Institutional Change and the IT Revolution: Dialogue
Masahiko AOKI (Professor, Stanford University, and President, RIETI) and Shumpei KUMON (Professor and Executive Director, GLOCOM)
Modernization Process in Terms of S-shaped Waves
First, I would like to consider a hypothesis that may be called an "S-shaped wave" process as a rough framework to overview social change. The S-shaped wave consists of three phases, namely, the initial emergence phase, the break-through phase, and the final maturity phase, where in the maturity phase there may well be some overshooting and correction, and after this phase normally there will be stability and integration into existing systems.
Based on this idea, the modernization process can be viewed as a process of empowerment of individuals and organizations in some sense or, in other words, a process of enhancement of instrumental power, where we should focus on what instrument is enhanced in power, depending on the phase of modernization. My hypothesis is such that military power is enhanced in the emergence phase. Then economic power is advanced in the break-through phase, and finally intellectual power is enhanced in the maturity phase. Furthermore, these phases are associated with the emergence of social entities, whether individuals or organizations, that lead the respective phases of modernization.
In the initial militarization phase, modern sovereign states emerge and compete for national prestige by trying to acquire and exercise the power of threat and coercion in what may be called a "prestige game." In the next industrialization phase, modern enterprises emerge and compete and play what may be called a "wealth game" by accumulating and displaying the power of bargaining and exploitation. In the current "informatization" phase, however, new organizations, which are very different from modern states or enterprises, may emerge in society at large. In fact, they have already been born in the form of NGOs and NPOs, and their numbers are increasing significantly in recent years, although there is no general consensus yet as to what those new organizations really mean for our society. I call those organizations "intelprises" in the sense that they try to exercise their intellectual influence, and their competition "a wisdom game."
This kind of society, namely the "information society," may be considered the final phase of modernization in a broad sense. The present situation corresponds to an overlapping phase of the maturity of industrialization and the emergence of the information society. In the previous overlapping phase in history, we had the maturity of nationalization and the emergence of industrialization, when the national economy was born out of the modern bourgeois revolution. In the current phase of industrial maturity and economic globalization, local communities with "glocal" properties are emerging, as Marshall McLuhan predicted with his concept of "global villages."
It is very interesting to grasp social change in the framework of S-shaped waves. For the sake of our discussion, let me try to relate that approach to the process of social change as I see it. I think we can conceptualize institutions as shared beliefs possessed by people at large regarding how the game is played in society, although people do not necessarily have to agree in their meanings.
If, for example, people generally expect that employers can dismiss employees at their discretion, such an authoritarian employment system may be considered an "institution." We call it an institution, because that is commonly expected to happen, although employees might consider it a means to exploit and oppress them, whereas employers would probably regard it as a necessary instrument to discipline lazy workers.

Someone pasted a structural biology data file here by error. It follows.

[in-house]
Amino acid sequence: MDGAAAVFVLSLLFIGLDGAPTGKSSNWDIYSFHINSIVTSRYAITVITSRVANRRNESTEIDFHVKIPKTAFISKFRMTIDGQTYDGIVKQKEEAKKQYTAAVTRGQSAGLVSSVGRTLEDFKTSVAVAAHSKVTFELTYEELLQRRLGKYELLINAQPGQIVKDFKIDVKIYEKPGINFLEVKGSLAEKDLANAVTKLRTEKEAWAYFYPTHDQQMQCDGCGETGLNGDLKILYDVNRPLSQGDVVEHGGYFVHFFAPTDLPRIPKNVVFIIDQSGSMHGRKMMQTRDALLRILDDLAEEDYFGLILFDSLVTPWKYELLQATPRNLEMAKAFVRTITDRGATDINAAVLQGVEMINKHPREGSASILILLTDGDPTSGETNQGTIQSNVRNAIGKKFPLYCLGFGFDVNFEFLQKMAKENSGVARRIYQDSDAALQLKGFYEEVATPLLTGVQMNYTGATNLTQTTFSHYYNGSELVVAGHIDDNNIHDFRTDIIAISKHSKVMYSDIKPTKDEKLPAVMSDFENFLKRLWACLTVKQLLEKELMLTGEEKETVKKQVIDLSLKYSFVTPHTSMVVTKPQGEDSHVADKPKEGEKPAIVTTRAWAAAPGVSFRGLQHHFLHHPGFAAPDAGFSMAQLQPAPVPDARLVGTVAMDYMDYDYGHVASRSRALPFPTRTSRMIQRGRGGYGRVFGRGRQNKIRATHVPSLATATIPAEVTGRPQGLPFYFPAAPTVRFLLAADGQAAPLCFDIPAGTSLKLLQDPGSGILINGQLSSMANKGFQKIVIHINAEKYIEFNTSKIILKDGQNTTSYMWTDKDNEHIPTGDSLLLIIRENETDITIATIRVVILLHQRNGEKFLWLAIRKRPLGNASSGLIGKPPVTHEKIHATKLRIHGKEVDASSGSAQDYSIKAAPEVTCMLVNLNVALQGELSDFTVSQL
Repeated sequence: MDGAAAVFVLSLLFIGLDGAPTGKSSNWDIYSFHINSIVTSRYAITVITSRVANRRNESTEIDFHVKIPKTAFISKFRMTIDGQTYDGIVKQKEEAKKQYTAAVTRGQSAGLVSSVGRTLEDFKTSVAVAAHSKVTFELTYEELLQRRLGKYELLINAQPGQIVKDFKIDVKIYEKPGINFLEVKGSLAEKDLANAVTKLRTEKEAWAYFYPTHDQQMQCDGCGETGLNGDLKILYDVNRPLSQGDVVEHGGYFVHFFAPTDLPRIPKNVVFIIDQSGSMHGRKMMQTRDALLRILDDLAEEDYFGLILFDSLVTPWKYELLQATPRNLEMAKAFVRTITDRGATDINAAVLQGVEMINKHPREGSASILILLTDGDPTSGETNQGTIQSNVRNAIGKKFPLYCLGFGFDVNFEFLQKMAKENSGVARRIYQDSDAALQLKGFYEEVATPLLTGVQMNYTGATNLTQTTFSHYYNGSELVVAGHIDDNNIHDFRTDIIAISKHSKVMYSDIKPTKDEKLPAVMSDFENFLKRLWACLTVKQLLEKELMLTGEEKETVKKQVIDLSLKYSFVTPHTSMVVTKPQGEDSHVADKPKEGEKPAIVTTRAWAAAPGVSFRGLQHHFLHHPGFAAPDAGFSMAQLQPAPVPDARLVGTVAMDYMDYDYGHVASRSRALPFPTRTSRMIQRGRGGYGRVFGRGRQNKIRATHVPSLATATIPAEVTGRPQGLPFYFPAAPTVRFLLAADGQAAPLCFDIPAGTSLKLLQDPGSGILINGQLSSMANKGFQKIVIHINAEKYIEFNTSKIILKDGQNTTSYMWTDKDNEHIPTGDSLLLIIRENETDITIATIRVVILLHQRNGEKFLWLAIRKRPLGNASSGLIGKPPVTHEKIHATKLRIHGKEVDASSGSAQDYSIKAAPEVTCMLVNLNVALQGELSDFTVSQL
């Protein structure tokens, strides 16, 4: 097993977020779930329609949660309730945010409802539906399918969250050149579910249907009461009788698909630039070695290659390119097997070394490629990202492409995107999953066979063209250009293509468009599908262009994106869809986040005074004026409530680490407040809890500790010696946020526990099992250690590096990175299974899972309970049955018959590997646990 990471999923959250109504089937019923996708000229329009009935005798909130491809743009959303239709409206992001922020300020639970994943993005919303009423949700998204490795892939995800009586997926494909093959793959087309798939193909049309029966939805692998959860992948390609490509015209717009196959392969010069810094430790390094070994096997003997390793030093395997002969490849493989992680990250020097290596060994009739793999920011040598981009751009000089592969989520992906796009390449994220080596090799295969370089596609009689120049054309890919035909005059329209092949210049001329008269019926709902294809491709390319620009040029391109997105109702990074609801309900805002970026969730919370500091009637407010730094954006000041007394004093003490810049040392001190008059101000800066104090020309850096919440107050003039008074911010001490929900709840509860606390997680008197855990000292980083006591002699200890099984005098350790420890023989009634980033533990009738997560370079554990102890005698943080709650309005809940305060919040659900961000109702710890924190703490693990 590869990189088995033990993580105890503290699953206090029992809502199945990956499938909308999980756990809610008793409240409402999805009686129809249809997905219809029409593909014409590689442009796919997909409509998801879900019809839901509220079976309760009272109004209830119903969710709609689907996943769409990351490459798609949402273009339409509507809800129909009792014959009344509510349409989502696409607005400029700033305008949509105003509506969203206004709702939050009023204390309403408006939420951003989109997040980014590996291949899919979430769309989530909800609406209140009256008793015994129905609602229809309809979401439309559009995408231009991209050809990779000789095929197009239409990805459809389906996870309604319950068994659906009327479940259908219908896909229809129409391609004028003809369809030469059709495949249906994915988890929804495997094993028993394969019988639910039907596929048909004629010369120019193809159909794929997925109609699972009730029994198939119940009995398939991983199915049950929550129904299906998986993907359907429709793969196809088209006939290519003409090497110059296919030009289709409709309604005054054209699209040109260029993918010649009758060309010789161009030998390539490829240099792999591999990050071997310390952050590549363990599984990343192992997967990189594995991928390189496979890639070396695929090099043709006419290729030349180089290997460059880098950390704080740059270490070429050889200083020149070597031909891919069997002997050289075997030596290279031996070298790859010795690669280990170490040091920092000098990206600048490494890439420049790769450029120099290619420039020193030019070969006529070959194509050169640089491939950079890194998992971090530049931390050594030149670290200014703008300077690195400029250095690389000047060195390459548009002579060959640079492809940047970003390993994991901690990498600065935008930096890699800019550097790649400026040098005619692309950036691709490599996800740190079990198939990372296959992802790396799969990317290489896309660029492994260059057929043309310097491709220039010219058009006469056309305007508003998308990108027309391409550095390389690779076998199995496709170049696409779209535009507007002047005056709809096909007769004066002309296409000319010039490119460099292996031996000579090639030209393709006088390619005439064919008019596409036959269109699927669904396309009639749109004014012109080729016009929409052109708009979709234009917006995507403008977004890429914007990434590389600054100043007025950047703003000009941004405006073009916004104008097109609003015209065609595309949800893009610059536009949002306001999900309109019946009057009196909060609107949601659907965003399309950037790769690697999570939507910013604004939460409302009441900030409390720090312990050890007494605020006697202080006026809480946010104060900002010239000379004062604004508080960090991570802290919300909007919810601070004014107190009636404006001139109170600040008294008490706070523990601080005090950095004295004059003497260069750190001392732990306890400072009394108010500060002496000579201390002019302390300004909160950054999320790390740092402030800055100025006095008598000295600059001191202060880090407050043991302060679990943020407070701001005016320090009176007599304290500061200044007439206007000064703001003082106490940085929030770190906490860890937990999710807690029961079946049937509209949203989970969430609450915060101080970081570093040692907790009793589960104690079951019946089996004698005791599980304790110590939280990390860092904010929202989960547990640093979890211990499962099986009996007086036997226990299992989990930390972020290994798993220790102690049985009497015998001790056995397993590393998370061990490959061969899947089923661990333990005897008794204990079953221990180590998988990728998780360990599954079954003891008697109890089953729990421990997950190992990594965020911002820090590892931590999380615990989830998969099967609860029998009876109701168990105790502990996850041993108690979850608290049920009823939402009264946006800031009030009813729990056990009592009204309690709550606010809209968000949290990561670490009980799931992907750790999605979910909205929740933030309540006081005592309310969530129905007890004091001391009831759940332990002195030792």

However, there are times when a shake-up occurs regarding beliefs as to how the game is played, and Japan is currently in such a situation. That is what can be interpreted as the period of institutional change. In that sense, our history is evolving as a number of S-shaped waves are overlapping with each other. It is a very interesting viewpoint, indeed.
I think that various processes are simultaneously taking place. Roughly speaking, modern society itself is entering into a maturing process, while a post-modern civilization is gradually emerging or at least can be expected to emerge in the foreseeable future. Regarding the current terrorism, for example, we might say that terrorists' way of thinking can be viewed as a product of a religious civilization that is older than and different from the modern civilization, but on the other hand it may be regarded as a kind of forerunner of the next civilization.
We need to look at the overall situation where an information society is emerging, while the process of industrialization is maturing at the same time, and it is not true that industrialization is disappearing and has been replaced with informatization. As the process of industrialization has been going through a series of industrial revolutions, it may be correct to say that the third industrial revolution with ICT (information-communications technology) is currently taking place. But at the same time, the previous heavy-chemical industrial revolution is still continuing and maturing to become overripe. Furthermore, the initial process of nationalization/militarization has not yet disappeared, but has entered the final phase in which terrorist groups are provoking a nation to wage war against them.
Japan in the Midst of Institutional Change
We can certainly feel that we are currently at a juncture point in history, and share the recognition that the formation of the so-called information society is being triggered by advancement of information technology, that is, accumulation of digitalized information, and universal access to such information.
However, I would like to point out that there seem to be two aspects to what Dr. Kumon has said. On one hand, initially there is said to be a barbaric era of nationalization with national violence, to be followed by an era when private enterprises emerge as important players in the wealth game, and finally there is a higher and more developed stage, that is the stage of information society. This somehow sounds like a development stage hypothesis of the Marxian type, and appears to be saying that society is moving up to a higher level step by step in history. On the other hand, it is also stated that the processes of nationalization, industrialization and informatization are all overlapping with each other. The question, therefore, is how to reconcile these two aspects.